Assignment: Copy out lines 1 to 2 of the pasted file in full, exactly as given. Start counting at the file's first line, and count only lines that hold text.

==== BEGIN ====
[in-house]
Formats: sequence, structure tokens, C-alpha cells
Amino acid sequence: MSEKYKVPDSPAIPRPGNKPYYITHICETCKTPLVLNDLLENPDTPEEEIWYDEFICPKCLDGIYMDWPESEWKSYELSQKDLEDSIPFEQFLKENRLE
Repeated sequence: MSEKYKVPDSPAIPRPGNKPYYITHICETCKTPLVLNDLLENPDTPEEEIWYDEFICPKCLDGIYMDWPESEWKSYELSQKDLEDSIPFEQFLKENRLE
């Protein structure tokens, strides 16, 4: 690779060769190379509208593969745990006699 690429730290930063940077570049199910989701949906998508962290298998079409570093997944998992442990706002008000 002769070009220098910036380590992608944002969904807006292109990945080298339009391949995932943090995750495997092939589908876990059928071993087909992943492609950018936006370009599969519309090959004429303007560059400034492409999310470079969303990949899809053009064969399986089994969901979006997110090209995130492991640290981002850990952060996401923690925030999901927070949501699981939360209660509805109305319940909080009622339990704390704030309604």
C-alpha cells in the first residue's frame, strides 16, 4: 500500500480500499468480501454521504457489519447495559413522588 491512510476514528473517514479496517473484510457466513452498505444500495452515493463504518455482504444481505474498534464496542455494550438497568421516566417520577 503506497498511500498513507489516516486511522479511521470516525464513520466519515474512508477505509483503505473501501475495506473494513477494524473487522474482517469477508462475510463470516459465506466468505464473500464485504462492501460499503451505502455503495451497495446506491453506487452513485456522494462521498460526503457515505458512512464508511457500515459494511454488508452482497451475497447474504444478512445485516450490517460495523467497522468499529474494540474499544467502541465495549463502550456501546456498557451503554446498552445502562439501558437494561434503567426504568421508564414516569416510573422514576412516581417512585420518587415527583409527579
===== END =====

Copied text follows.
[in-house]
Formats: sequence, structure tokens, C-alpha cells